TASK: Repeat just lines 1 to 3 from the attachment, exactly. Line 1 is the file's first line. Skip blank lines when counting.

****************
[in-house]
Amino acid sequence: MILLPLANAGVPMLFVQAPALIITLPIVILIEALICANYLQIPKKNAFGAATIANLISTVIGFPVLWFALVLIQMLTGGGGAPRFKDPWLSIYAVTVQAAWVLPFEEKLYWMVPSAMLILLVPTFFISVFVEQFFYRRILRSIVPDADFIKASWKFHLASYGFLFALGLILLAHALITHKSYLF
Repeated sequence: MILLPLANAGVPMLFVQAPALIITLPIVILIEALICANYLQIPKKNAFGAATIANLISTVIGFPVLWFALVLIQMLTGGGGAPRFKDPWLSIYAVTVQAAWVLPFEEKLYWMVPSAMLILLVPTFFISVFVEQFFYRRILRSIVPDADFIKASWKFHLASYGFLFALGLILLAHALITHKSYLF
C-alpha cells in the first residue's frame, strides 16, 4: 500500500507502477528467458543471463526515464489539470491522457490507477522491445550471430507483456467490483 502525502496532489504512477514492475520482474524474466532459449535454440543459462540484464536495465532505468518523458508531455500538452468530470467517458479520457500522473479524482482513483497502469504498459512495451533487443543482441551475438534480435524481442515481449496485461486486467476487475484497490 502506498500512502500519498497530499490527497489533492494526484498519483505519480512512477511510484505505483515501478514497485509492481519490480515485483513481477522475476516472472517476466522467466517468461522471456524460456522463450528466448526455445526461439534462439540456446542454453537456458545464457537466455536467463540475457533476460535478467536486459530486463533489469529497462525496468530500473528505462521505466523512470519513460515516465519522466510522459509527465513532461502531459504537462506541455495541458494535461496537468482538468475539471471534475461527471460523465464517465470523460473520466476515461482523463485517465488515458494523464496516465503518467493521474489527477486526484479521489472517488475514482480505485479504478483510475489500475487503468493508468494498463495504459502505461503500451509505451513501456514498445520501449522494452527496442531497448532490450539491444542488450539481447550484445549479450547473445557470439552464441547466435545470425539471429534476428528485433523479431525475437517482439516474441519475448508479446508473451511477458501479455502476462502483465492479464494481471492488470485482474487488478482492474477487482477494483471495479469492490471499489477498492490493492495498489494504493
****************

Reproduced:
[in-house]
Amino acid sequence: MILLPLANAGVPMLFVQAPALIITLPIVILIEALICANYLQIPKKNAFGAATIANLISTVIGFPVLWFALVLIQMLTGGGGAPRFKDPWLSIYAVTVQAAWVLPFEEKLYWMVPSAMLILLVPTFFISVFVEQFFYRRILRSIVPDADFIKASWKFHLASYGFLFALGLILLAHALITHKSYLF
Repeated sequence: MILLPLANAGVPMLFVQAPALIITLPIVILIEALICANYLQIPKKNAFGAATIANLISTVIGFPVLWFALVLIQMLTGGGGAPRFKDPWLSIYAVTVQAAWVLPFEEKLYWMVPSAMLILLVPTFFISVFVEQFFYRRILRSIVPDADFIKASWKFHLASYGFLFALGLILLAHALITHKSYLF